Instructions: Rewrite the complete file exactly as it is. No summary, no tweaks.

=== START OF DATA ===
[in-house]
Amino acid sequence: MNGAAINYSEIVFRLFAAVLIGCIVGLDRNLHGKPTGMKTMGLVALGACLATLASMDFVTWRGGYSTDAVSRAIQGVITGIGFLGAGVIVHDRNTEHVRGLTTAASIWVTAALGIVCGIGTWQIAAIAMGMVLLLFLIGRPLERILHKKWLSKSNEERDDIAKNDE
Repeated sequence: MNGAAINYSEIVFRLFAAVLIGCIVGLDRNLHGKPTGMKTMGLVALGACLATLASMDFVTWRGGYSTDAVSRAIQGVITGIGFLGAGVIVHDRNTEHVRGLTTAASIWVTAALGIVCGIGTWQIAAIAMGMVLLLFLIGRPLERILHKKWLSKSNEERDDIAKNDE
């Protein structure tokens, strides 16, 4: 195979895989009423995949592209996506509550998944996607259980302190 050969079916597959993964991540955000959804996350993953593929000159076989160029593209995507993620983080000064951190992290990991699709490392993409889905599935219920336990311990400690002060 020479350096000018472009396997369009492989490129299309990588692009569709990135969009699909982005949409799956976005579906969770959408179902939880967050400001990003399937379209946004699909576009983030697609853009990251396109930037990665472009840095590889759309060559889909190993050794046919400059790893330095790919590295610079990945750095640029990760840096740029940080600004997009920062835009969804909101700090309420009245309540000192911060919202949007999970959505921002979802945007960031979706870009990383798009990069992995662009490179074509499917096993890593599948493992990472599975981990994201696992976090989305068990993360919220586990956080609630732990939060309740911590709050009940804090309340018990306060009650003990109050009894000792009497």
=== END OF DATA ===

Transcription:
[in-house]
Amino acid sequence: MNGAAINYSEIVFRLFAAVLIGCIVGLDRNLHGKPTGMKTMGLVALGACLATLASMDFVTWRGGYSTDAVSRAIQGVITGIGFLGAGVIVHDRNTEHVRGLTTAASIWVTAALGIVCGIGTWQIAAIAMGMVLLLFLIGRPLERILHKKWLSKSNEERDDIAKNDE
Repeated sequence: MNGAAINYSEIVFRLFAAVLIGCIVGLDRNLHGKPTGMKTMGLVALGACLATLASMDFVTWRGGYSTDAVSRAIQGVITGIGFLGAGVIVHDRNTEHVRGLTTAASIWVTAALGIVCGIGTWQIAAIAMGMVLLLFLIGRPLERILHKKWLSKSNEERDDIAKNDE
């Protein structure tokens, strides 16, 4: 195979895989009423995949592209996506509550998944996607259980302190 050969079916597959993964991540955000959804996350993953593929000159076989160029593209995507993620983080000064951190992290990991699709490392993409889905599935219920336990311990400690002060 020479350096000018472009396997369009492989490129299309990588692009569709990135969009699909982005949409799956976005579906969770959408179902939880967050400001990003399937379209946004699909576009983030697609853009990251396109930037990665472009840095590889759309060559889909190993050794046919400059790893330095790919590295610079990945750095640029990760840096740029940080600004997009920062835009969804909101700090309420009245309540000192911060919202949007999970959505921002979802945007960031979706870009990383798009990069992995662009490179074509499917096993890593599948493992990472599975981990994201696992976090989305068990993360919220586990956080609630732990939060309740911590709050009940804090309340018990306060009650003990109050009894000792009497």